It’s important to stay with your newborn during bottle-feeding. Don’t prop up a bottle with your baby. This can cause choking.

If you’re breastfeeding and are vitamin D deficient, consider supplementing your breastfeed with fortified formula. 

Preparing formula

  • Always prepare formula according to the instructions. Use the correct number of scoops of powder to avoid underfeeding, dehydration and constipation.
  • Don’t add anything to the formula. Adding baby cereal or starch to thicken formula doesn’t help with gas or sleeping. It can interfere with feeding.
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Our articles on bottle-feeding and formula and how to bottle-feed will give you all the facts on preparing formula and sterilising baby bottles.
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  • Newsletter snippet: Newborn nutrition: in a nutshell

    By Raising Children Network

    Breastmilk is the food nature has designed for your newborn baby. She won’t need any other food or drink until she’s six months old.

    Breastfeeding is important because:

    • Breastmilk is exactly suited to your baby’s nutritional needs.
    • It provides protection from infection, illness and disorders.
    • It might also provide protection for the mother against osteoporosis, type 2 diabetes and breast cancer.
    • It’s convenient and free.
    • The skin-to-skin contact can even help your baby’s brain development.

    Breastfeeding doesn’t always come naturally – it takes learning and practice by both of you!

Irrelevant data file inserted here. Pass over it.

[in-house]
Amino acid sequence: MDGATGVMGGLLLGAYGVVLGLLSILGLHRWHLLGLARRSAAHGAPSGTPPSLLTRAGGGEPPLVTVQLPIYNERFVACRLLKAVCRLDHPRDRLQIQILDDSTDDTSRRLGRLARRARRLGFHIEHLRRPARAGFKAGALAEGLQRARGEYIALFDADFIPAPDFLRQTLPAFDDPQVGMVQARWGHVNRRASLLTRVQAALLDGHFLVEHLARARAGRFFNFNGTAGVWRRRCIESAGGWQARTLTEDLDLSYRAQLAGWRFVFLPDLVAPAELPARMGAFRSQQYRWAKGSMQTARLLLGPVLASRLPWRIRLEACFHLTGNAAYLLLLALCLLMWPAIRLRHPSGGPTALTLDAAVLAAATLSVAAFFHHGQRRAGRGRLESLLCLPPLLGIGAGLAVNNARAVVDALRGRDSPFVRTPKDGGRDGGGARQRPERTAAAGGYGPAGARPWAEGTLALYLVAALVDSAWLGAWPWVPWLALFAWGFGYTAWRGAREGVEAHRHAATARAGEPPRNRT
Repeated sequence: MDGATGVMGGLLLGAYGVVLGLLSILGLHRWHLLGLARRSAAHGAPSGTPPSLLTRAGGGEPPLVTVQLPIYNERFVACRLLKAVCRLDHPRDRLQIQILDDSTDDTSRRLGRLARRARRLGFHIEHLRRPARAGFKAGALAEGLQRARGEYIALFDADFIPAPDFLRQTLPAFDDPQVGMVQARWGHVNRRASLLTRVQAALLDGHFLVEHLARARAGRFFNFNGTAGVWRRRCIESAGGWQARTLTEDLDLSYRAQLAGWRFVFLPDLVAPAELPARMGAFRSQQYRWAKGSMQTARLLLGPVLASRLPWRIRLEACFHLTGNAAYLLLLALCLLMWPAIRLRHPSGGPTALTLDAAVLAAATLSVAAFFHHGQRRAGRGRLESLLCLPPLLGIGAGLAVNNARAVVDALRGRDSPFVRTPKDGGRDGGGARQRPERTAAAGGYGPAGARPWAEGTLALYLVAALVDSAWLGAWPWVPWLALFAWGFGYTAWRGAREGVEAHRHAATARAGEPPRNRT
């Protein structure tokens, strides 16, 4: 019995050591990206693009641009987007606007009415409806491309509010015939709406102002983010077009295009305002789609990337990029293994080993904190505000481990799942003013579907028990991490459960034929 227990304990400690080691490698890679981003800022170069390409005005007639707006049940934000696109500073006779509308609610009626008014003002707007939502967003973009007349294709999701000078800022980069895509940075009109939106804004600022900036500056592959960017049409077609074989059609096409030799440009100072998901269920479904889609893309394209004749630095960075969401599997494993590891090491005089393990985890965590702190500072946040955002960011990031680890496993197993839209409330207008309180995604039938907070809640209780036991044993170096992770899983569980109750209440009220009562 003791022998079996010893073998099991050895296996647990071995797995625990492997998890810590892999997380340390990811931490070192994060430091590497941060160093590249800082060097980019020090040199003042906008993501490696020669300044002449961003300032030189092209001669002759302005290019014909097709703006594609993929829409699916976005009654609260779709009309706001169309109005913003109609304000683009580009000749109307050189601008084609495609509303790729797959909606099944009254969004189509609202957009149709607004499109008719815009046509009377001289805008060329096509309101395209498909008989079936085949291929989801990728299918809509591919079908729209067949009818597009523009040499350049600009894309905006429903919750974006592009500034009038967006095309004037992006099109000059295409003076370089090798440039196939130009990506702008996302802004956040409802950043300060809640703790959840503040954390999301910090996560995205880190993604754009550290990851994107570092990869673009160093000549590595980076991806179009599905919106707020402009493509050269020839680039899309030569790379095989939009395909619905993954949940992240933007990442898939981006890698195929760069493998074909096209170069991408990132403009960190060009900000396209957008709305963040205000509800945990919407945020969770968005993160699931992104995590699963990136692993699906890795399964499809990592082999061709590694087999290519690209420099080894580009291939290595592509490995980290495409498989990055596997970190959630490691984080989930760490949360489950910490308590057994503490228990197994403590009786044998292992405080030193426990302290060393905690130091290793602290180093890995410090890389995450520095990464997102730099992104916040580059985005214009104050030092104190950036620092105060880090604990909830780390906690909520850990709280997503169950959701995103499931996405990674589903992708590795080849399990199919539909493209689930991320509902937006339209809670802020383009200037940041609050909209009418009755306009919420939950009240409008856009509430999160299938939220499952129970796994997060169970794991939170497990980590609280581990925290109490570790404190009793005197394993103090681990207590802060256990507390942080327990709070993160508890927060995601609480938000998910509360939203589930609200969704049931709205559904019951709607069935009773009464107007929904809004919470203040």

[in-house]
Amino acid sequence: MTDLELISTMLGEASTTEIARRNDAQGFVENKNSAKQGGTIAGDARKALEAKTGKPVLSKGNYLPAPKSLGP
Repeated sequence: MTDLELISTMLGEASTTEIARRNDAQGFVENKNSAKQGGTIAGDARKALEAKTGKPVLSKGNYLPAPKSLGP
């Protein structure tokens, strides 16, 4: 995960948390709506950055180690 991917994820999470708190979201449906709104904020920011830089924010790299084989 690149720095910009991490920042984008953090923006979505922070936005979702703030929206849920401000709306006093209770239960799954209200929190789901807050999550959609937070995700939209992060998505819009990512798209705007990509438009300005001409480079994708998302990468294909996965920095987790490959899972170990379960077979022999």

Initial discomfort is common but very soon breastfeeding starts to feel natural. When you do get the hang of it, you can feel an incredible sense of accomplishment

    Remember to eat healthily as what you put into your body can get passed through your breastmilk to your baby. However, your diet doesn’t have to be perfect to make good breastmilk!

    Bottle-feeding
    Infant formula is the only safe alternative when breastmilk is not an option.

    • Follow the instructions.
    • Never add anything to the formula.
    • Stay with your baby while feeding to prevent choking.

    This article is an extract only. For more information visit raisingchildren.net.au/nutrition/newborns_nutrition.html

    Sourced from the Raising Children Network's comprehensive and quality-assured Australian parenting website www.raisingchildren.net.au.


 
 
 
  • Last Updated 07-12-2011
  • Last Reviewed 23-02-2011
  • Acknowledgements

    We acknowledge the assistance of the Australian Breastfeeding Association in reviewing this article in January 2011.